The members of the London Ladies Chess Club, availing themselves of the last day's leisure of the American  champion, H. N. Pillsbury, induced him to give one of his marvellous exhibitions of blindfold play at their rooms. A  stranger entering the room would imagine that Mr Plllsbury was engaged merely in playing a game of whist, for  he was seated at a table, taking a hand in such a game, having Mrs. Ludlam as his partner ; Mrs. Anderson and  Miss Fox being the opponents. At the tame time there were seated in another part of the room a number of  ladies playing chess on eight boards, two or three at each board in consultation. There were also two frames of  draughts progressing. All these games were conducted without light of the board by Pillsbury, while he was  engaged at whist. There was a teller, who would call out a move, such as "Board No. 1. P-K4" and Pillsbury, after  but one or two seconds' pause would call out hla reply without ever removing his eyes from his cards or letting his  partner wait for his play. This wonderful exhibition began at a quarter to four, and at five p.m. there was an  adjournment for half an hoar, during which time Pillsbury was absent from the room. When he returned a fresh  whist table was arranged. While the cards were being shuffled, Pillsbury, to show his command of all the  positions, called out the entire position on one of the boards. After six o'clock Pillsbury scored his first victory on  board No. I which was quickly followed by a victory on board No. 4 and others. On one board he announced a  forced mate in four moves. Then the turn of the draught-players came, both games being won by the champion.  The remarkable exhibition terminated shortly after 8 p.m., Mr. Pillsbury not suffering a reverse in a single  instance. Of the whist played during the afternoon Mrs. Anderson and Miss Fox won two games At the first table,  but at the second table, made up after the adjournment, Mr Pillsbury and Mrs. Chapman won two games. The  great chess master conducted the card games with marvellous accuracy, never forgot what was out, and in spite  of his preoccupation he carried on the games with a wonderful amount of finessing.
-Timaru Herald ; July 14 1899.

 

 

Comments


  • 12 months ago

    electricpawn

  • 12 months ago

    electricpawn

    Thanks batgirl!  I wonder if any books have been written about him.

  • 4 years ago

    BishopBerkeley

    Garry Kasparov : "In general there is something puzzling about the fact that the most renowned figures in chess -- Morphy, Pillsbury, Capablanca, and Fischer -- were born in America..."

    (from "On My Great Predecessors" Gloucester Publishers plc. Vol. 1, p. 225. ISBN 1857443306. (the opening page of Chapter Four, on Jose Raul Capablanca ))

    Perhaps GM Kasparov intended to write "in the Americas" (?) And perhaps by "most renowned" he means those who most changed the way the game was/is played (?)

    My own theory is that Morphy & Capa were epiphenomena of the Bermuda Triangle Tongue out Pillsbury, on the other hand, was sui generis....

    Thank you, Sarah Beth, for another fascinating article!

    Nihil obstat.

  • 4 years ago

    Lawdoginator

    Innocent as it may be, given Pillsbury's unfortunate history, the title of the article still invites snickering. 

  • 4 years ago

    batgirl

    Irony is a literary devise in which the intended meaning is opposite of the literal meaning.  The title would be ironic if the Ladies weren't, in fact, ladies,  but they were.  If you mean it's ironic because the word Ladies might mean two different things, I don't find that to be irony. If Pillsbury had indeed contracted some debilitating disease, I wouldn't find that a subject for wordplay. In fact, I'm very much in awe of the Ladies in question as well as impressed that Pillsbury would have spent so much effort and money promoting their cause.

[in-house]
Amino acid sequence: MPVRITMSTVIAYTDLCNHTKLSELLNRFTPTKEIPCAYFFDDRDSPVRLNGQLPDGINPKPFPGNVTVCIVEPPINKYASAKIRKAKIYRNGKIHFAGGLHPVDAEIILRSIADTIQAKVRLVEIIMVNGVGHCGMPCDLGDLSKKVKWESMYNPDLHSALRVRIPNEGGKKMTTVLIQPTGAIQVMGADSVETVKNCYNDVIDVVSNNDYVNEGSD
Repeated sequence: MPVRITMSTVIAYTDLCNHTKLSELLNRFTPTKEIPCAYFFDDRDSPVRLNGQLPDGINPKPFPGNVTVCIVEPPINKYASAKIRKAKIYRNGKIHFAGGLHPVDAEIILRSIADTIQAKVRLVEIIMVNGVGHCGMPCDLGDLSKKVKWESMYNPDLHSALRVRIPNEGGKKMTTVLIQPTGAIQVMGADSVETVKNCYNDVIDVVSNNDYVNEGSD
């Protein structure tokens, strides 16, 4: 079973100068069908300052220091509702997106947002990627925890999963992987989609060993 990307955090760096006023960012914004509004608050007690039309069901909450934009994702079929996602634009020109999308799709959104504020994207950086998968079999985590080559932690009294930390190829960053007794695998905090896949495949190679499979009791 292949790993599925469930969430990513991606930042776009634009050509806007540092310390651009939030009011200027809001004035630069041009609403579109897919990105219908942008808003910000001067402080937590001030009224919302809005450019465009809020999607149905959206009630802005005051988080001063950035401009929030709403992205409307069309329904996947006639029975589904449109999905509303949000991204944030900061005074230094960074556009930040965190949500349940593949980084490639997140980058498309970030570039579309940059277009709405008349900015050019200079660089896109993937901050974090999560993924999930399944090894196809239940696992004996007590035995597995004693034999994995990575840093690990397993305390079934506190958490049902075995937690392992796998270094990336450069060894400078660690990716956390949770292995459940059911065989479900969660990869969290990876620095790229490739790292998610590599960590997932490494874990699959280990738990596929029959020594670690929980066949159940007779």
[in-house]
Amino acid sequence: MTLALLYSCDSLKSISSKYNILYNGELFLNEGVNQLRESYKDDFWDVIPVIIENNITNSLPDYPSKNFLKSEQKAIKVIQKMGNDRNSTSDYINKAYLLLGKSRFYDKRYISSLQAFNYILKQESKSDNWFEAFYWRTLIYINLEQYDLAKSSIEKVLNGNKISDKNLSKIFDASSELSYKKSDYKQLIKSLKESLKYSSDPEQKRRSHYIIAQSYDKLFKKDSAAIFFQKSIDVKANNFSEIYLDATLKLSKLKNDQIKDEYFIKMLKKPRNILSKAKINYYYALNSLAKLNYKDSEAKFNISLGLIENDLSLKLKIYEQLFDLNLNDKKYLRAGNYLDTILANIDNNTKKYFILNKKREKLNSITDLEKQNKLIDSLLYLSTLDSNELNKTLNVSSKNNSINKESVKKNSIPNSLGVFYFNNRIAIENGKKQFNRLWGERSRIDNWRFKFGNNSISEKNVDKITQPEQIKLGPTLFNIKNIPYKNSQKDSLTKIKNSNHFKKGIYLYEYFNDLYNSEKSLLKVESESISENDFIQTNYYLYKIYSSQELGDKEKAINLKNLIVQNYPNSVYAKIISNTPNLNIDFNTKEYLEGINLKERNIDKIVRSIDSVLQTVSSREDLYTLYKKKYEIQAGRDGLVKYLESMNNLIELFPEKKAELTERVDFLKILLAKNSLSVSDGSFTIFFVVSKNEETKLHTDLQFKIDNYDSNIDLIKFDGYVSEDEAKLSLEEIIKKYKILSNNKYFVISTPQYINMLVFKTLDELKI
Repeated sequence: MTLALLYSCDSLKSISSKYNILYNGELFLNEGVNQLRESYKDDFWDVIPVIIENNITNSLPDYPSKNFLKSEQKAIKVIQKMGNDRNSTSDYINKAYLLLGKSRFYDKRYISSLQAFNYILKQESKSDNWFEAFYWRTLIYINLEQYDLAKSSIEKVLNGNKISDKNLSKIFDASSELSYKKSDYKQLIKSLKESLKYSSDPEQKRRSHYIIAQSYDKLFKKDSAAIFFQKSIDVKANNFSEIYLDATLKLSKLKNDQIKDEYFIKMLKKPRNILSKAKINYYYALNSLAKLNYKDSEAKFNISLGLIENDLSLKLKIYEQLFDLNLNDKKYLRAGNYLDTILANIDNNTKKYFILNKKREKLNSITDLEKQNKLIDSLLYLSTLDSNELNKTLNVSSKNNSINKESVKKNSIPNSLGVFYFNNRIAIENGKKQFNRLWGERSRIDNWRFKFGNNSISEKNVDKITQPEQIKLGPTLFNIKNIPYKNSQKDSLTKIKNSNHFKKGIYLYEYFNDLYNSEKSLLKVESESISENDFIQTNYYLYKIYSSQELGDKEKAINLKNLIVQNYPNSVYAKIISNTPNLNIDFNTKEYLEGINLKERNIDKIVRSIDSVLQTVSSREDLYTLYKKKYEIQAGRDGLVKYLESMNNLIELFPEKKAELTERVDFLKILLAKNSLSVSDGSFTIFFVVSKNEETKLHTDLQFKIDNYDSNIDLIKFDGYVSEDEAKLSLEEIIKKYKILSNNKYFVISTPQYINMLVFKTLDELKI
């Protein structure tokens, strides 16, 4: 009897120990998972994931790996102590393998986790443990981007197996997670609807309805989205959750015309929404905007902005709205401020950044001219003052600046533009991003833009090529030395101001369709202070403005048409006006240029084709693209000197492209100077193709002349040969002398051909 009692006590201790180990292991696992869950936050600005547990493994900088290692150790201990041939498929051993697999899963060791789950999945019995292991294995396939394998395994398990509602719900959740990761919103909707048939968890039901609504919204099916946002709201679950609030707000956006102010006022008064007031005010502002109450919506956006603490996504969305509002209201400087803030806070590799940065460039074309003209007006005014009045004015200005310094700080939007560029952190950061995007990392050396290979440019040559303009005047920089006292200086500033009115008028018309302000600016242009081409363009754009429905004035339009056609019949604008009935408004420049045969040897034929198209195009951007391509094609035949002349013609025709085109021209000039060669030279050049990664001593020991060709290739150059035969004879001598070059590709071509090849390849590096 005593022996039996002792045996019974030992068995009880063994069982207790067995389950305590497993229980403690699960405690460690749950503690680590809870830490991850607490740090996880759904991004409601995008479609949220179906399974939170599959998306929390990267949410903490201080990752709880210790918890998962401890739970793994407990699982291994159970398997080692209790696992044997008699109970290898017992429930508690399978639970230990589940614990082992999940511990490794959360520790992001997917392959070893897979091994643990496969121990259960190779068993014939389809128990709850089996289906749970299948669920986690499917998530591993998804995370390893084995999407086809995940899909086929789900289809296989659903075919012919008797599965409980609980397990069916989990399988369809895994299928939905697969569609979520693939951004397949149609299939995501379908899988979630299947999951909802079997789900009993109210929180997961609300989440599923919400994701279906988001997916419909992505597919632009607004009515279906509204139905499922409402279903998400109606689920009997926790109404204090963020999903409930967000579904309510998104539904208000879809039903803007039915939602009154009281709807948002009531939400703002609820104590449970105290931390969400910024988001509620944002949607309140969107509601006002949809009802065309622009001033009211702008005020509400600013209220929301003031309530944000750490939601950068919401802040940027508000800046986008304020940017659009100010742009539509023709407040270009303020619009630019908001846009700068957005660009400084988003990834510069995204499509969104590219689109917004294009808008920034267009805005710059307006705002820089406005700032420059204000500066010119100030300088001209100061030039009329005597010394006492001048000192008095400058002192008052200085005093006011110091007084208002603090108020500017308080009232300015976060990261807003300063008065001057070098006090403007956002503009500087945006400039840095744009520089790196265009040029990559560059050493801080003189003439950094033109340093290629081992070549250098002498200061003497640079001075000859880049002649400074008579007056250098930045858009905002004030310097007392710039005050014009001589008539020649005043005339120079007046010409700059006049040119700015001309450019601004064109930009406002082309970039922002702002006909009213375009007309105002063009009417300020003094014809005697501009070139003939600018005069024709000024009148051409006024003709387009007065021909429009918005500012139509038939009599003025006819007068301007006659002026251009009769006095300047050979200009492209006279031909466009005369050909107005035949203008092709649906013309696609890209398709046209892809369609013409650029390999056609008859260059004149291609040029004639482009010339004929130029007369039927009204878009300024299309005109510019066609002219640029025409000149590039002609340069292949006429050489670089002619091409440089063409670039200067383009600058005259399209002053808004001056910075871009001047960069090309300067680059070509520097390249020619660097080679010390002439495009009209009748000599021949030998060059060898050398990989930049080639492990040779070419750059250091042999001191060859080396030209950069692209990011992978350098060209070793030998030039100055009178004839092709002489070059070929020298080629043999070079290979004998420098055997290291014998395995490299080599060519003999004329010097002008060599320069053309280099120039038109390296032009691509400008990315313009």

• 4 years ago

    Lawdoginator

    Well, this hardly seems necessary since you know exactly what I mean. But, since I like and read all your historical blogs, and you insist, here goes. 

    Irony means saying something and meaning the exact opposite. You wrote an article entitled "Pillsbury and the Ladies." These were nice, high society, chess playing ladies. But, he died of syphilis - allegedly - and he caught that from some ladies, some low class ladies of ill repute. So, someone could read the title and think of one group of ladies, or, the exact opposite group of ladies. And that's ironic. 

    No disrespect to you batgirl, but there was some - possibly unintended - irony in your title and several readers spotted it. No big deal. 

    Respectfully submitted, 

    Lawdog

  • 4 years ago

    batgirl

    Explain the irony then.

  • 4 years ago

    Lawdoginator

    Although you deny it, I think you do see the irony. 

     

    Methinks thou dost protest too much. 

  • 4 years ago

    batgirl

    I don't see any irony here. It's doubtful Pilllsbury had any relationships with any of the chess ladies. I'm not sure why that would even be supposed. While Pillsbury is thought to have suffered from syphilis, though likely, it's certainly inconclusive.  Just food for thought. . . remember Pillsbury got married in Jan. 1901.

  • 4 years ago

    dgmisal

    Bow chicka bow wow... go Pillsbury go!

     

    But seriously, chess history and biography is quite interesting...

  • 4 years ago

    Lawdoginator

    Man of War has pointed out some serious irony here. 

  • 4 years ago

    Crazychessplaya

  • 4 years ago

    pathfinder416

    "And cause of death?"

    High blood pressure-related no doubt, after being continually informed he had already died.

     

  • 4 years ago

    alaa78

    great article as always 

  • 4 years ago

    ManoWar1934

    "Pillsbury died at age 33."

    And cause of death?

  • 4 years ago

    batgirl

    Pillsbury died at age 33.

  • 4 years ago

    ManoWar1934

    Oh my gosh, batgir! Don't you know that Pillsbury died of syphillis before he was 30? How many of those lovely ladies did he infect?

  • 4 years ago

    Lawdoginator

    A truly amazing guy.